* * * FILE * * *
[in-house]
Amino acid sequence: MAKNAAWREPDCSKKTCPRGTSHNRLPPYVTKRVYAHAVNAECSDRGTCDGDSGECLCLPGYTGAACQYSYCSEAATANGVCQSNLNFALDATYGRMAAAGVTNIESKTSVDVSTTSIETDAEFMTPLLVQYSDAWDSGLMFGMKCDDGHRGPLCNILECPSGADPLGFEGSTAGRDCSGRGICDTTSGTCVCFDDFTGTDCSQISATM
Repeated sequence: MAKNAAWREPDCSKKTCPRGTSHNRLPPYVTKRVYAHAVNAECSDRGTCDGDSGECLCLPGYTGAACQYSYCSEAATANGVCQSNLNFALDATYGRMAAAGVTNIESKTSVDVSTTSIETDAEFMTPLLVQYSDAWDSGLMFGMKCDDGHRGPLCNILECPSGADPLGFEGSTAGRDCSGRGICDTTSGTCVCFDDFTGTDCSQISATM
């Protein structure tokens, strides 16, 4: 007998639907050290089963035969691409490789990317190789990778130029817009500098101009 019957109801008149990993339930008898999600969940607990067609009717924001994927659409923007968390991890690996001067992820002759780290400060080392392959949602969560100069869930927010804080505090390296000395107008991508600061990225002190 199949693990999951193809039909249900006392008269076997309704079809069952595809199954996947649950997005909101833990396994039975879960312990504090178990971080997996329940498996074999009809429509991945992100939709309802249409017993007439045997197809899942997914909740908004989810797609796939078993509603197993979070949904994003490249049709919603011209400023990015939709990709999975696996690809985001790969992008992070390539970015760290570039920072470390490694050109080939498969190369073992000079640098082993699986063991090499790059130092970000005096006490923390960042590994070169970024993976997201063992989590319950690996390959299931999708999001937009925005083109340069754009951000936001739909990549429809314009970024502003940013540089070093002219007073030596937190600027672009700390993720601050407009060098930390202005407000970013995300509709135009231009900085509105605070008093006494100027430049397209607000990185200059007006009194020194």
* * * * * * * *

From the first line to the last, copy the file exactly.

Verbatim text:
[in-house]
Amino acid sequence: MAKNAAWREPDCSKKTCPRGTSHNRLPPYVTKRVYAHAVNAECSDRGTCDGDSGECLCLPGYTGAACQYSYCSEAATANGVCQSNLNFALDATYGRMAAAGVTNIESKTSVDVSTTSIETDAEFMTPLLVQYSDAWDSGLMFGMKCDDGHRGPLCNILECPSGADPLGFEGSTAGRDCSGRGICDTTSGTCVCFDDFTGTDCSQISATM
Repeated sequence: MAKNAAWREPDCSKKTCPRGTSHNRLPPYVTKRVYAHAVNAECSDRGTCDGDSGECLCLPGYTGAACQYSYCSEAATANGVCQSNLNFALDATYGRMAAAGVTNIESKTSVDVSTTSIETDAEFMTPLLVQYSDAWDSGLMFGMKCDDGHRGPLCNILECPSGADPLGFEGSTAGRDCSGRGICDTTSGTCVCFDDFTGTDCSQISATM
């Protein structure tokens, strides 16, 4: 007998639907050290089963035969691409490789990317190789990778130029817009500098101009 019957109801008149990993339930008898999600969940607990067609009717924001994927659409923007968390991890690996001067992820002759780290400060080392392959949602969560100069869930927010804080505090390296000395107008991508600061990225002190 199949693990999951193809039909249900006392008269076997309704079809069952595809199954996947649950997005909101833990396994039975879960312990504090178990971080997996329940498996074999009809429509991945992100939709309802249409017993007439045997197809899942997914909740908004989810797609796939078993509603197993979070949904994003490249049709919603011209400023990015939709990709999975696996690809985001790969992008992070390539970015760290570039920072470390490694050109080939498969190369073992000079640098082993699986063991090499790059130092970000005096006490923390960042590994070169970024993976997201063992989590319950690996390959299931999708999001937009925005083109340069754009951000936001739909990549429809314009970024502003940013540089070093002219007073030596937190600027672009700390993720601050407009060098930390202005407000970013995300509709135009231009900085509105605070008093006494100027430049397209607000990185200059007006009194020194």